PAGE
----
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After numerous failures on behalf of the Department of Homeland Security (DHS) to properly vet and screen Afghan evacuees arriving in the United States following the 2021 withdrawal from Afghanistan, U.S. Senator Joni Ernst (R-Iowa), a combat veteran, is calling out DHS for their gross mismanagement that continues to expose America to threats and demanding the agency implement the recommendations set forth by the Office of Inspector General (OIG).

An OIG report found that U.S. Customs and Border Protection (CBP) admitted or paroled evacuees who were not fully vetted into the United States. The same report found that between the months of July 2021 and January 2022, the United States welcomed more than 79,000 Afghan evacuees, and the Biden administration granted parole to almost 72,550 of those evacuees.

In a letter to DHS Secretary Alejandro Mayorkas, Ernst is expressing deep concern with the agency’s inadequate job of properly screening, vetting, and inspecting tens of thousands of evacuees and is calling on the agency to immediately implement the OIG’s recommendations to identify all evacuees from Afghanistan currently in the U.S. who were improperly screened and vetted.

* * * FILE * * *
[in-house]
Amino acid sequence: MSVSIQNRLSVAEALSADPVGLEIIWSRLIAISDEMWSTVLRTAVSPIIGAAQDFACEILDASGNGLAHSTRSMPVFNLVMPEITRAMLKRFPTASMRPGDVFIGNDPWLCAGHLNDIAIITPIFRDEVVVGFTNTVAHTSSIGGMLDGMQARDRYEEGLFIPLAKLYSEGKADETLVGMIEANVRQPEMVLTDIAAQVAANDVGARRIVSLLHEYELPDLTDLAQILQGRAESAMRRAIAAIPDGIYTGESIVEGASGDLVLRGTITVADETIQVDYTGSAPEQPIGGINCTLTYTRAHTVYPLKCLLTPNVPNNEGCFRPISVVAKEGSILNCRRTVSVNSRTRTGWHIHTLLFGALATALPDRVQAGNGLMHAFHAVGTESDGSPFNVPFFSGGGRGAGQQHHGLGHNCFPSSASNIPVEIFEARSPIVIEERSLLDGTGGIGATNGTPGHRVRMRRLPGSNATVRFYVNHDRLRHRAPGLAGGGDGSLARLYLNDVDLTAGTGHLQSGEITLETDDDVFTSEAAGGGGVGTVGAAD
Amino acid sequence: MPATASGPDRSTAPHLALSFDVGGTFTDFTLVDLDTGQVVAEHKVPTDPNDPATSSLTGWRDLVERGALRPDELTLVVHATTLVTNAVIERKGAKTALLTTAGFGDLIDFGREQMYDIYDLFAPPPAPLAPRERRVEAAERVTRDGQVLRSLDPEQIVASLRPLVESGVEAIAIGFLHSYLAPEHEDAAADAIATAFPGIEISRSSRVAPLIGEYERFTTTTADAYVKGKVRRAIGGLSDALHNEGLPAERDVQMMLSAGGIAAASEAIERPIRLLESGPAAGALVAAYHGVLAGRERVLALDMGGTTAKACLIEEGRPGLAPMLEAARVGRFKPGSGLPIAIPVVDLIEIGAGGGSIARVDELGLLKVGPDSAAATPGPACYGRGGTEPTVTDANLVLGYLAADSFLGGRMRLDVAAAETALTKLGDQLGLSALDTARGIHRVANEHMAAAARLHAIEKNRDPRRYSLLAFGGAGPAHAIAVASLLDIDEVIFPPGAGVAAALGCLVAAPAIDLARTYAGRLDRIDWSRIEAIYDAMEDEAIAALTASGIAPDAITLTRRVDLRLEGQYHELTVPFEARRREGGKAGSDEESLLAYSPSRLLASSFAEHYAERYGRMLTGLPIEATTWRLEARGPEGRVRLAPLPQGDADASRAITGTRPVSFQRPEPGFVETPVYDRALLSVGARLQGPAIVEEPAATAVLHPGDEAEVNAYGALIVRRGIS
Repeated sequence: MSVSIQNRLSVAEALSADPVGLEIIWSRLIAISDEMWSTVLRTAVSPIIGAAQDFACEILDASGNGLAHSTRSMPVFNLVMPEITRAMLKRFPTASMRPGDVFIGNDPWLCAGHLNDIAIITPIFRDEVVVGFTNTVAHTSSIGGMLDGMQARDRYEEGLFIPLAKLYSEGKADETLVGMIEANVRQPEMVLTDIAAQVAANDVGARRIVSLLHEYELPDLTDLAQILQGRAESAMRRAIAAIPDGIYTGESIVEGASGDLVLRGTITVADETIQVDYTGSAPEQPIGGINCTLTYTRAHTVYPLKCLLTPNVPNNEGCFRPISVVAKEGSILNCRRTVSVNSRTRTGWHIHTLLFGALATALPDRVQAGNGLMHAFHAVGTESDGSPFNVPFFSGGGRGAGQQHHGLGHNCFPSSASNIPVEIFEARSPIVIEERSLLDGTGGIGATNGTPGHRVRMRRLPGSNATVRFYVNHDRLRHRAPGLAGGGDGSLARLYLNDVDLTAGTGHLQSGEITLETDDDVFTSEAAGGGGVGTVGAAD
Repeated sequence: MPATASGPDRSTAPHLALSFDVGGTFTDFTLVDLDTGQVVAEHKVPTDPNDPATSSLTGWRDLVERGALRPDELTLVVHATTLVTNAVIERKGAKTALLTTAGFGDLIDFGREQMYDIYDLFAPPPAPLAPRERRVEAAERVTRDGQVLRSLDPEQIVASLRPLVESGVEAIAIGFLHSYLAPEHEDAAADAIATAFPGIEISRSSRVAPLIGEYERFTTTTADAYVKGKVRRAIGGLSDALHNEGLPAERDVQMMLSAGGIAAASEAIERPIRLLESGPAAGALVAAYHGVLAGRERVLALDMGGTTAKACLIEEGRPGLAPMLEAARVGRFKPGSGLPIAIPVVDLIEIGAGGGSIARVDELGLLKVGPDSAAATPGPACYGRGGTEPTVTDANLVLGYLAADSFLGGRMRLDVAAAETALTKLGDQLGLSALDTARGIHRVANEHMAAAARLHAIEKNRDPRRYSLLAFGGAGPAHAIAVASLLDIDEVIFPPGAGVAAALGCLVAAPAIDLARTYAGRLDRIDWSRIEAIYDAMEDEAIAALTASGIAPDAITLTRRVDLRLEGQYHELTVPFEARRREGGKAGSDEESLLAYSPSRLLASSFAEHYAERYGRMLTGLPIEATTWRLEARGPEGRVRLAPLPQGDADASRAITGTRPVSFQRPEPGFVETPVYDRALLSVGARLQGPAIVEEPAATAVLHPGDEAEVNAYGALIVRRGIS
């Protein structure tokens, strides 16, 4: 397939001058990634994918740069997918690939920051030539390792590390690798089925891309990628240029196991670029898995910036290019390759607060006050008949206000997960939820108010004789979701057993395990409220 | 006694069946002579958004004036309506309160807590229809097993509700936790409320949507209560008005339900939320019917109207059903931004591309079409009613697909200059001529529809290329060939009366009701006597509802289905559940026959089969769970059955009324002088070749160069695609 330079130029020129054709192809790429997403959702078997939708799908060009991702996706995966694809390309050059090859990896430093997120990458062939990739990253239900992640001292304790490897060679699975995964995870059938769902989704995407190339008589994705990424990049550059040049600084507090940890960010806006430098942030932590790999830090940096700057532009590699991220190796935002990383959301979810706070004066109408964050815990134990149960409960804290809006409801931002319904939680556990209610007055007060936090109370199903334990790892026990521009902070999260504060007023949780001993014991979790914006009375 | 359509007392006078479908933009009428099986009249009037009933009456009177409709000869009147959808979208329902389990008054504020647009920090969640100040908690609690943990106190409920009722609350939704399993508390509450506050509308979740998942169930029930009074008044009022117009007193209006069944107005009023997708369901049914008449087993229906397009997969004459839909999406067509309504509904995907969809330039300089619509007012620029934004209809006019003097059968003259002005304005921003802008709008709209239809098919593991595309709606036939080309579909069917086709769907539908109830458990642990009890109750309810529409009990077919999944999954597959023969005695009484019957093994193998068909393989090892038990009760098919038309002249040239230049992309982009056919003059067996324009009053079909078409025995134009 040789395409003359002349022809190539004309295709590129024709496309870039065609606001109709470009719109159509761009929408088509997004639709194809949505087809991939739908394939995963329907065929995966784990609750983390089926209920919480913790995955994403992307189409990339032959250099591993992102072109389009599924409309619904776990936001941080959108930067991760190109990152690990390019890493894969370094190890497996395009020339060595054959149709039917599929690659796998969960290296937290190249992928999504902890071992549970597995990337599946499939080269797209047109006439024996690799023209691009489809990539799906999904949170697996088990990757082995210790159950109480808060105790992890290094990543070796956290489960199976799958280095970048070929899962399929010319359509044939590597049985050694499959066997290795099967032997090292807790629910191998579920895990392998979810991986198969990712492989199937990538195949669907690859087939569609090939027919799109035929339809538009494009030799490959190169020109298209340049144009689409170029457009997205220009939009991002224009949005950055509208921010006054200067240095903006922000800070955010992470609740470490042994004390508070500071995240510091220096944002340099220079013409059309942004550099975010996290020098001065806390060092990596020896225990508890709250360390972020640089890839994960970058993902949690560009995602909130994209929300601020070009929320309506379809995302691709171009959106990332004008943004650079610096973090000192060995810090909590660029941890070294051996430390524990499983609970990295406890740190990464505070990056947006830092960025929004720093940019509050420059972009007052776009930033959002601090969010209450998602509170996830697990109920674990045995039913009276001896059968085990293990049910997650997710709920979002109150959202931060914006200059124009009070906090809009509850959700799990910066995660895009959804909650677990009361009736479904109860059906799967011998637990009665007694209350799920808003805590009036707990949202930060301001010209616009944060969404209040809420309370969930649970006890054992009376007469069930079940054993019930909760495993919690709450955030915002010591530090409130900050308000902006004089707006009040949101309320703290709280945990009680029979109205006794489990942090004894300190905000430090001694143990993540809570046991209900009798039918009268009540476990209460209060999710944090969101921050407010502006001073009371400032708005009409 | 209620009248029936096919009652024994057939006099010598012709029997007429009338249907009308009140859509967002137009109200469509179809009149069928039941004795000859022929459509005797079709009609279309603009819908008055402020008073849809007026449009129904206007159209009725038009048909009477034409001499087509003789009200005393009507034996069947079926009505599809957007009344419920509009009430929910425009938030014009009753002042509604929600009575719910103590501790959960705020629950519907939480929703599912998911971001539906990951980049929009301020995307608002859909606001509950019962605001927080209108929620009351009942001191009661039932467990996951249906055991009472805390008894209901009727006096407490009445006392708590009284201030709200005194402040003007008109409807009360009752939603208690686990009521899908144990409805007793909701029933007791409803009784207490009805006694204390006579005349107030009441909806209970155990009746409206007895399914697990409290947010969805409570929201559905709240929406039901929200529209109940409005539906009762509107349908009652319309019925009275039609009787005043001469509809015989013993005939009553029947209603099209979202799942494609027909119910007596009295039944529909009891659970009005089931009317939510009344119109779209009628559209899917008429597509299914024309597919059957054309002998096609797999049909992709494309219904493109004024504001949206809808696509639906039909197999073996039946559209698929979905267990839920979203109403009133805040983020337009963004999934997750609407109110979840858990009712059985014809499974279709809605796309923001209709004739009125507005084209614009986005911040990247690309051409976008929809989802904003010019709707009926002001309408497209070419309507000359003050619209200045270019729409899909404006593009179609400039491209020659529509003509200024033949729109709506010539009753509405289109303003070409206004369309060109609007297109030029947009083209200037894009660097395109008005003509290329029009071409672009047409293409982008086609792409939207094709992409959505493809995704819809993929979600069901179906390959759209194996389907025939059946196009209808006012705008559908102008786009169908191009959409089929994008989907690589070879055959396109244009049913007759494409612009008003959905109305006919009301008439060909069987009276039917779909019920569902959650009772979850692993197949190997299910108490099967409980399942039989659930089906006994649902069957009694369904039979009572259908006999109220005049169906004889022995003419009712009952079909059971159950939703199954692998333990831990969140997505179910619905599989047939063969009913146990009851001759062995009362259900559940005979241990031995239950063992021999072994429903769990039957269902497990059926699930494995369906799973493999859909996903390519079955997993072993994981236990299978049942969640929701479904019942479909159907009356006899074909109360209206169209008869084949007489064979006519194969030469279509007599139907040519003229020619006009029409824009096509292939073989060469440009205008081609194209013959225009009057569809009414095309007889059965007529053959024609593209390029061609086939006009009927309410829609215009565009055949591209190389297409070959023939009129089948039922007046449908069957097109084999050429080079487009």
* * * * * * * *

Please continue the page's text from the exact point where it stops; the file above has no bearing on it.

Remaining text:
In her letter, Ernst writes, “According to the OIG, ‘DHS may have admitted or paroled individuals into the United States who pose a risk to national security and the safety of local communities.’ The disturbing nature of this statement is compounded by the Department’s failure to take any action to remedy the situation …“This is unacceptable. The mission of your Department is public security. DHS must rectify the situation immediately.”

Ernst requests a response to the following questions:

  1. Given that the status quo is unacceptable, what is DHS’ plan to:
    1. Immediately identify and fully screen and vet all Afghan evacuees within the United States; and
    2. Implement OIG’s recommendations to prepare for future humanitarian events?
  2. While DHS has dismissed the findings of the OIG report, have you identified weaknesses within your Department that can be remedied to improve future screening and vetting processes?
  3. CBP’s latest reports show there have been 78 encounters with individuals on the Terrorist Screening Dataset (TSDS)—also known as the “watchlist.” Are any of the apprehended terrorists affiliated with al-Qaeda or the Taliban?

Author: Press Release


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